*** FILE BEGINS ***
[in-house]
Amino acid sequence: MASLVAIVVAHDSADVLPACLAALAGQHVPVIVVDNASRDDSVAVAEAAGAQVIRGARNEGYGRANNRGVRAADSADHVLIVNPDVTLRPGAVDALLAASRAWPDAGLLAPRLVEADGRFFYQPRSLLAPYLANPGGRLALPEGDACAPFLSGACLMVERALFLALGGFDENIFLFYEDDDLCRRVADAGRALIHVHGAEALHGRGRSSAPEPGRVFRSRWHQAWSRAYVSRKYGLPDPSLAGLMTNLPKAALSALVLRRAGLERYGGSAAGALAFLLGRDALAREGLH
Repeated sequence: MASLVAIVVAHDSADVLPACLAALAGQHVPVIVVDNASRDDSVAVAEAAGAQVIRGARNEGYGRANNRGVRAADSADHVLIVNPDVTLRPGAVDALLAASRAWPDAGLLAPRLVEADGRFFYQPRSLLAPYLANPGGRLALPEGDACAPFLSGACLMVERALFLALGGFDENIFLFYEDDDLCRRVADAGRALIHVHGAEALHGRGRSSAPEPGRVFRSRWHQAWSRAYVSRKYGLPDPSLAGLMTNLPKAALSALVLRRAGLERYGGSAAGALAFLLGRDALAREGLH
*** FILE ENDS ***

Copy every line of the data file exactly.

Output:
[in-house]
Amino acid sequence: MASLVAIVVAHDSADVLPACLAALAGQHVPVIVVDNASRDDSVAVAEAAGAQVIRGARNEGYGRANNRGVRAADSADHVLIVNPDVTLRPGAVDALLAASRAWPDAGLLAPRLVEADGRFFYQPRSLLAPYLANPGGRLALPEGDACAPFLSGACLMVERALFLALGGFDENIFLFYEDDDLCRRVADAGRALIHVHGAEALHGRGRSSAPEPGRVFRSRWHQAWSRAYVSRKYGLPDPSLAGLMTNLPKAALSALVLRRAGLERYGGSAAGALAFLLGRDALAREGLH
Repeated sequence: MASLVAIVVAHDSADVLPACLAALAGQHVPVIVVDNASRDDSVAVAEAAGAQVIRGARNEGYGRANNRGVRAADSADHVLIVNPDVTLRPGAVDALLAASRAWPDAGLLAPRLVEADGRFFYQPRSLLAPYLANPGGRLALPEGDACAPFLSGACLMVERALFLALGGFDENIFLFYEDDDLCRRVADAGRALIHVHGAEALHGRGRSSAPEPGRVFRSRWHQAWSRAYVSRKYGLPDPSLAGLMTNLPKAALSALVLRRAGLERYGGSAAGALAFLLGRDALAREGLH